COPD symptom burden: impact on health care resource utilization, and work and activity impairment
Authors Ding B, Small M, Bergström G, Holmgren U
Received 5 October 2016
Accepted for publication 28 December 2016
Published 21 February 2017 Volume 2017:12 Pages 677—689
Checked for plagiarism Yes
Review by Single-blind
Peer reviewers approved by Dr Charles Downs
Peer reviewer comments 2
Editor who approved publication: Dr Richard Russell
Bo Ding,1 Mark Small,2 Gina Bergström,3 Ulf Holmgren3
1Medical Evidence and Observational Research, AstraZeneca Gothenburg, Mölndal, Sweden; 2Real World Research (Respiratory), Adelphi Real World, Bollington, UK; 3Global Payer Evidence and Pricing, AstraZeneca Gothenburg, Mölndal, Sweden
Background: Chronic obstructive pulmonary disease (COPD) can greatly impact the quality of life by limiting patients’ activities. However, data on impact of symptomatic burden on the health care resource utilization (HCRU) and employment in COPD are lacking. We examined the association between COPD Assessment Test (CAT) score and direct/indirect costs associated with HCRU and work productivity.
Methods: Data from >2,100 patients with COPD consulting for routine care were derived from respiratory disease-specific programs in Europe, the USA and China. Questionnaires, including CAT and Work Productivity and Activity Impairment (WPAI), were used to collect the past and current disease status data and HCRU characteristics from physicians (general practitioners/specialists) and patients. A regression approach was used to quantify the association of CAT with HCRU and WPAI variables. CAT score was modeled as a continuous independent variable (range: 0–40).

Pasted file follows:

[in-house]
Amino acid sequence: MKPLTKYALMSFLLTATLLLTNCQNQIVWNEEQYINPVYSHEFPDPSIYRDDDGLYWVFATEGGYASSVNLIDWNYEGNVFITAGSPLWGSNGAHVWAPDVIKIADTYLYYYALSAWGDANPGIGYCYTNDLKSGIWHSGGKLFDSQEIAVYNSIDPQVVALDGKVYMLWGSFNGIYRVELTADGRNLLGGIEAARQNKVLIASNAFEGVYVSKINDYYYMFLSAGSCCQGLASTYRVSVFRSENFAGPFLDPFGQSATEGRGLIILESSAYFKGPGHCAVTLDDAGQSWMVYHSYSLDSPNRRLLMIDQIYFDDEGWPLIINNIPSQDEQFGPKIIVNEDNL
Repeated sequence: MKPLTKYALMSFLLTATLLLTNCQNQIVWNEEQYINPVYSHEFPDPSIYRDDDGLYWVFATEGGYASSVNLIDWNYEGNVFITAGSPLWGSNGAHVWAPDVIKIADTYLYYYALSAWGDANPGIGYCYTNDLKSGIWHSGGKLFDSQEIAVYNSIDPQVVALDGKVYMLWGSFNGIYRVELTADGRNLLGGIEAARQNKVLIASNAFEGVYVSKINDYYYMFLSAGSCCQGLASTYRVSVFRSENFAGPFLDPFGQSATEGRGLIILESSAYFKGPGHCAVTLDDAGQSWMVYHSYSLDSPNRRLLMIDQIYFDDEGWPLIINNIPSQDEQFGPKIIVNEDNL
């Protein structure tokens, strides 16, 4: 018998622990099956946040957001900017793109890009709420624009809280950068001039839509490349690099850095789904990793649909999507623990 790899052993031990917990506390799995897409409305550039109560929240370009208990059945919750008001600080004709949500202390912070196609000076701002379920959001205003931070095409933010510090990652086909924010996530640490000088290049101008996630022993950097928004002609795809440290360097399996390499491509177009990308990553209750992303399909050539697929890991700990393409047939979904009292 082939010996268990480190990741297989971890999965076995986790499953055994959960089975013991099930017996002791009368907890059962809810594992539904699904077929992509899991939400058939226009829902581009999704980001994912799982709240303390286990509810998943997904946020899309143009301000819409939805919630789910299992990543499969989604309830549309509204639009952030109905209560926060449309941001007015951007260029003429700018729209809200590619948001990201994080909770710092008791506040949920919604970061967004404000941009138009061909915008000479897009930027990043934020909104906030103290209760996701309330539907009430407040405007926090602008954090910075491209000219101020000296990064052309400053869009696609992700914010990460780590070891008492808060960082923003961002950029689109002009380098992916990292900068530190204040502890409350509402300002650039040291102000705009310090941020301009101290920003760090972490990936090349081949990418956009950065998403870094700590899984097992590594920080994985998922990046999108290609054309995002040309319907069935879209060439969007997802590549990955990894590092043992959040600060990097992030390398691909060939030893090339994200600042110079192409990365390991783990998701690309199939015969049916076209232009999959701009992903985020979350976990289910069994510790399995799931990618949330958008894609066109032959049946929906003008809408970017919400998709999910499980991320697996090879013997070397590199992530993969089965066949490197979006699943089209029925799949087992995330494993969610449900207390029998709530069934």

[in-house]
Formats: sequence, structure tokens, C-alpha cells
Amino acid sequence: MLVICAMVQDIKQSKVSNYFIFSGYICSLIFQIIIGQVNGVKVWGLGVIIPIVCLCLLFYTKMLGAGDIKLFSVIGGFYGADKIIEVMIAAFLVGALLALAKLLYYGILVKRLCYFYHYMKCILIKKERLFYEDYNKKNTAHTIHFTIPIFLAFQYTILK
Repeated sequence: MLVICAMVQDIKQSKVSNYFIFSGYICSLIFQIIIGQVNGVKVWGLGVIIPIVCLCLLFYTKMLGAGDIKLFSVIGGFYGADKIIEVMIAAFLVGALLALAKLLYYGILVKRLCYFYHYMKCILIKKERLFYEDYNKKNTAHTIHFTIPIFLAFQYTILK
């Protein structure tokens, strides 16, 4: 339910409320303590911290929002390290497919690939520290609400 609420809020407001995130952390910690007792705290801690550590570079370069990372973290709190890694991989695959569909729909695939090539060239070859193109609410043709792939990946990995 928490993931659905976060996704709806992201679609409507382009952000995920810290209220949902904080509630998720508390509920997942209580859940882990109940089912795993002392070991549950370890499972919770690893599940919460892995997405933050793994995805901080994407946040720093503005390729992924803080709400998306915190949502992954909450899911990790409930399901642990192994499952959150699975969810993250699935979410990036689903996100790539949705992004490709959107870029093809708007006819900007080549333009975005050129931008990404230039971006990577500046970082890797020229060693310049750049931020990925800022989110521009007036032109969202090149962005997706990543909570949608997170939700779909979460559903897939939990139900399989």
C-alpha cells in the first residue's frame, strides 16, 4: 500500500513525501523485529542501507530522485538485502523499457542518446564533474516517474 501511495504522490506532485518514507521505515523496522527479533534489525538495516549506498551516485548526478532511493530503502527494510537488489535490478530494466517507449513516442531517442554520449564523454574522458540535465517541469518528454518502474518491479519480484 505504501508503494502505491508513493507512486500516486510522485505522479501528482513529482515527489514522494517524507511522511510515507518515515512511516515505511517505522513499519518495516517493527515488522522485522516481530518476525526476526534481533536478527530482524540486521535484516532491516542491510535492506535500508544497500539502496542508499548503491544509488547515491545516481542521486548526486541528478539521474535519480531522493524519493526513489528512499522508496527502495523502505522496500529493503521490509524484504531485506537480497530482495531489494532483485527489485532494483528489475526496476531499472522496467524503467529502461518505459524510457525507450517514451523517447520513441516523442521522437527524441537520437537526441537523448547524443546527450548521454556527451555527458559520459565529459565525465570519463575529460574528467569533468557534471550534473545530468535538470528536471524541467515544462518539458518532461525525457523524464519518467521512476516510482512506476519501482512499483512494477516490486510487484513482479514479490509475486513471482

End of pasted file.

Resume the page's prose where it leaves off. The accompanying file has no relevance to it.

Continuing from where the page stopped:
Results: Ninety percent of patients with COPD had a CAT score ≥10. Short-acting therapy and maintenance bronchodilator monotherapy, respectively, were currently prescribed to patients with CAT scores of 10–19 (5.8% and 27.6%), 20–29 (5.1% and 13.1%) and 30–40 (2.8% and 6.6%). Prescribing of maintenance bronchodilator dual therapy was low across the CAT score groups (0–9, 7.8%; 10–19, 6.4%; 20–29, 5.9%; 30–40, 4.4%), whereas maintenance triple combination therapy was prescribed more commonly in patients with higher CAT scores (0–9, 16.1%; 10–19, 23.2%; 20–29, 25.9%; 30–40, 35.5%). Increasing CAT scores were significantly associated with a higher frequency of primary care physician visits (P<0.001), pulmonologist visits (P=0.007), exacerbations requiring hospitalization (P<0.001) and WPAI scores (P<0.001).
Conclusion: Most patients with COPD presented with high symptom levels, despite being treated for COPD. Increasing symptom burden was associated with increasing HCRU and had a detrimental impact on work productivity.
Keywords: COPD, symptom, health care resource utilization, work and activity impairment, routine care
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